Tag Archives: support

Shelley Adamo: The State of Support for Mothers in Science

Having kids and maintaining a career in science can be hard. So what are some practical solutions that universities and other research institutes can implement? (Image Credit: Maj. Michael Garcia, DIMOC, Image Cropped)

During her recent visit to the University of Arkansas (you can read our first interview here), I took the time to sit down with Dr. Shelley Adamo and talk about the state of support for women in science with children. Shelley has spoken about this issue before, and you can see notes from her previous talk in the link at the end of the article.

In this interview, we discuss practical solutions to the family/career conundrum in science, how to trigger prompt action, and whether it’s possible to have a family and be a highly successful scientist.

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Peter Unmack & Karl Moy: Saving an Endangered Fish from Extinction

A release of the formerly endangered Running River Rainbowfish. So how were they brought back from near-extinction?

A release of the formerly endangered Running River Rainbowfish. So how were they brought back from near-extinction? (Image Credit: Karl Moy, University of Canberra, CC BY-SA 4.0, Image Cropped)

We talk a lot about getting the public interested in conservation and ecosystems on Ecology for the Masses, but we’ve rarely talked about how conserving a species is actually accomplished. Where does funding come from? How do you decide which individuals to save? And how do you allow a population room to grow?

In 2015, Peter Unmack was sampling in the Burdekin river system in northern Queensland, Australia, when he noticed an alien population of Eastern Rainbowfish had established in Running River. Specifically a 13km stretch bounded by two gorges, which housed the Running River Rainbowfish, a species distinct to this one stretch. Knowing that the presence of the Eastern Rainbowfish could spell the extinction of the local species, he started a crowdfunding initiative, and essentially saved the Running River Rainbowfish. I spoke to Peter and postgraduate student Karl Moy about the conservation effort.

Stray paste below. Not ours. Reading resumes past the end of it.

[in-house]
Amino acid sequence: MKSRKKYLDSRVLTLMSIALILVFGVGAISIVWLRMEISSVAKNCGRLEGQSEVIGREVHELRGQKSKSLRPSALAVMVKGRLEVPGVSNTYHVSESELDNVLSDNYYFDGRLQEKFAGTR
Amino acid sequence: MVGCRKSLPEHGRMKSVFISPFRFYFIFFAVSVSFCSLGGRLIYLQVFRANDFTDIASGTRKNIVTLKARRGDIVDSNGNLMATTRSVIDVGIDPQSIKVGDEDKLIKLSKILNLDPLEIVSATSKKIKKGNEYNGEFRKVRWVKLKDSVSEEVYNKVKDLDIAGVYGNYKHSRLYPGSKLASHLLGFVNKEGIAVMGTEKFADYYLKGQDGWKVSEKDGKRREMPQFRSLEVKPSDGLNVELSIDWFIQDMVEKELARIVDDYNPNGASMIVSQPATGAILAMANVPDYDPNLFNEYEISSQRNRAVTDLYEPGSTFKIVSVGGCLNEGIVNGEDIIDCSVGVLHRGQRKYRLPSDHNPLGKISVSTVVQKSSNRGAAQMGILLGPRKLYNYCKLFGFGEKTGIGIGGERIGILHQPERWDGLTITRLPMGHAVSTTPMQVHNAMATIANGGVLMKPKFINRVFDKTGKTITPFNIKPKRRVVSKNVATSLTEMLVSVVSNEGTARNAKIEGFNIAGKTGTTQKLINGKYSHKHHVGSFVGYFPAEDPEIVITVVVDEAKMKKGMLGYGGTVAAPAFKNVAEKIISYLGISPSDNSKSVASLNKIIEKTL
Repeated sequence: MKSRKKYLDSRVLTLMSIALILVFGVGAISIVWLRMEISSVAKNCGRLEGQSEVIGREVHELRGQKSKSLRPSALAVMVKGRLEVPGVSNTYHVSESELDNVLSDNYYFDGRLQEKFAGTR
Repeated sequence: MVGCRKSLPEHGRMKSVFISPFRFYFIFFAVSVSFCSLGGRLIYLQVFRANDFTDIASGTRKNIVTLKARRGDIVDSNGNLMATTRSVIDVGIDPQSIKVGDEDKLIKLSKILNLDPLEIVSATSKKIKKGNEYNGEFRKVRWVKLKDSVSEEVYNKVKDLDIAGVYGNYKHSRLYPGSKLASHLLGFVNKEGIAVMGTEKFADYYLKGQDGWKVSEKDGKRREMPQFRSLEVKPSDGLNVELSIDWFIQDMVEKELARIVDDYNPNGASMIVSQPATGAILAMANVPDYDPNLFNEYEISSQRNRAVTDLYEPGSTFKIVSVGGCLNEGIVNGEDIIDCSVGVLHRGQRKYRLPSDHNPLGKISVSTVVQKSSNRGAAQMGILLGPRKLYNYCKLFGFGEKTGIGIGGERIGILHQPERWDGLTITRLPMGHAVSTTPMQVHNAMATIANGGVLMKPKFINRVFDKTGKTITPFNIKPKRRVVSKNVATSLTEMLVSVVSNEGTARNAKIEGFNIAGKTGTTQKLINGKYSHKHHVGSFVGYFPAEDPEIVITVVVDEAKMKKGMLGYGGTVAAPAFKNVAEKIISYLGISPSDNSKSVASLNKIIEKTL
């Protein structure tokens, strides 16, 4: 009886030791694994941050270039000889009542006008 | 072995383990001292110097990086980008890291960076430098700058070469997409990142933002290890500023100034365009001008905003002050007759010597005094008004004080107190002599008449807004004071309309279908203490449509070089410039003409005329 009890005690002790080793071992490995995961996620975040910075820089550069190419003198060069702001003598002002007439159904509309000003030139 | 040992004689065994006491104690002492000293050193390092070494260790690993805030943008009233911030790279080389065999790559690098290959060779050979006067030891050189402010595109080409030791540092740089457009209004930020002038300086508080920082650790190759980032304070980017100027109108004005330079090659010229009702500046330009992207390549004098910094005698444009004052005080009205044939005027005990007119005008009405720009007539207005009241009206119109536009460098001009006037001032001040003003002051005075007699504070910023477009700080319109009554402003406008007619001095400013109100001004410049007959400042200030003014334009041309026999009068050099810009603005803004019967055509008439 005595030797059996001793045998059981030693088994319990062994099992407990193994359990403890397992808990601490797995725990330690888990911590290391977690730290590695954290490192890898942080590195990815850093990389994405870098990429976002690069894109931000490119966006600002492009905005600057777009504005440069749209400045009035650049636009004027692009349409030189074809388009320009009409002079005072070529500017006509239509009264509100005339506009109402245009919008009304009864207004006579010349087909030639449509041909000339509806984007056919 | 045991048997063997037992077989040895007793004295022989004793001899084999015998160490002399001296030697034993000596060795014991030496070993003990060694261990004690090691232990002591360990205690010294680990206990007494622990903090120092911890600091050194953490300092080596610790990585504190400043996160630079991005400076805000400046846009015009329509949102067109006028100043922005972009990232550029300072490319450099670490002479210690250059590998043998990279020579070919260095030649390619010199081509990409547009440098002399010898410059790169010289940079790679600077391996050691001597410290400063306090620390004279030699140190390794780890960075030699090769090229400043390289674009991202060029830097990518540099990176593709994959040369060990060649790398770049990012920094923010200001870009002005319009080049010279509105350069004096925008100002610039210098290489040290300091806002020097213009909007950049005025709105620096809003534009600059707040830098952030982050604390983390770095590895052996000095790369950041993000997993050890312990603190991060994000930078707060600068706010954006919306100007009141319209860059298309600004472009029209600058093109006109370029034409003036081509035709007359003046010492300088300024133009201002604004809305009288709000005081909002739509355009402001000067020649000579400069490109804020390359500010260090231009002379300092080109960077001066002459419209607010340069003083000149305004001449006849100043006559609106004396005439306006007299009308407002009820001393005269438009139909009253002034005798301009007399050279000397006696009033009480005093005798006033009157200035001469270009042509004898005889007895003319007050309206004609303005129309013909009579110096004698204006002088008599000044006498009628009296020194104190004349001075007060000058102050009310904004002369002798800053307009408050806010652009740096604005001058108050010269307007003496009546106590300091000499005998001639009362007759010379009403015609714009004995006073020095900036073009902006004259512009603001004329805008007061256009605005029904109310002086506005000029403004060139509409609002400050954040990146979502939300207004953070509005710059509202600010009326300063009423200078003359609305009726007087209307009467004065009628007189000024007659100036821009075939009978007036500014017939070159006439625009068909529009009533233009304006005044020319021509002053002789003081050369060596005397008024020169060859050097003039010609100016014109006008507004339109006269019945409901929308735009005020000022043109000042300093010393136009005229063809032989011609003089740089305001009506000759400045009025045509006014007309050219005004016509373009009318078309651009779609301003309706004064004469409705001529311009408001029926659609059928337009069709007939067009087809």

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Trout Restoration in the Great Lakes: A Success Story

A Lake Trout, the species which was almost driven to extinction by overfishing and Sea Lamprey invasion, has now been restored in the Great Lakes

The Lake Trout, the species which was almost driven to extinction by overfishing and Sea Lamprey invasion, has now been restored in the Great Lakes (Image Credit: Cory Goldsworthy, MDNR, CC BY 2.0, Image Cropped)

Back in June this year, I was fortunate enough to attend the 9th International Charr Symposium, a conference which takes place every three to four years focusing on fish in the genus Salvelinus. The conference took place on Lake Superior, a site where the local Lake Trout population had previously been greatly reduced by overfishing and the invasion of the Sea Lamprey in the first half of the 20th century.

Yet the concerted efforts of the State, Provincial and Federal governments’ Fisheries Departments from the U.S. and Canada worked to successfully control the invasive Sea Lamprey species, and the native Lake Trout population was restored. I spoke with Don Pereira, Don Schreiner and Cory Goldsworthy of the Minnesota Department of Natural Resources (MNDNR) and Minnesota Sea Grant (MNSG) about one of the rare success stories of invasion ecology.

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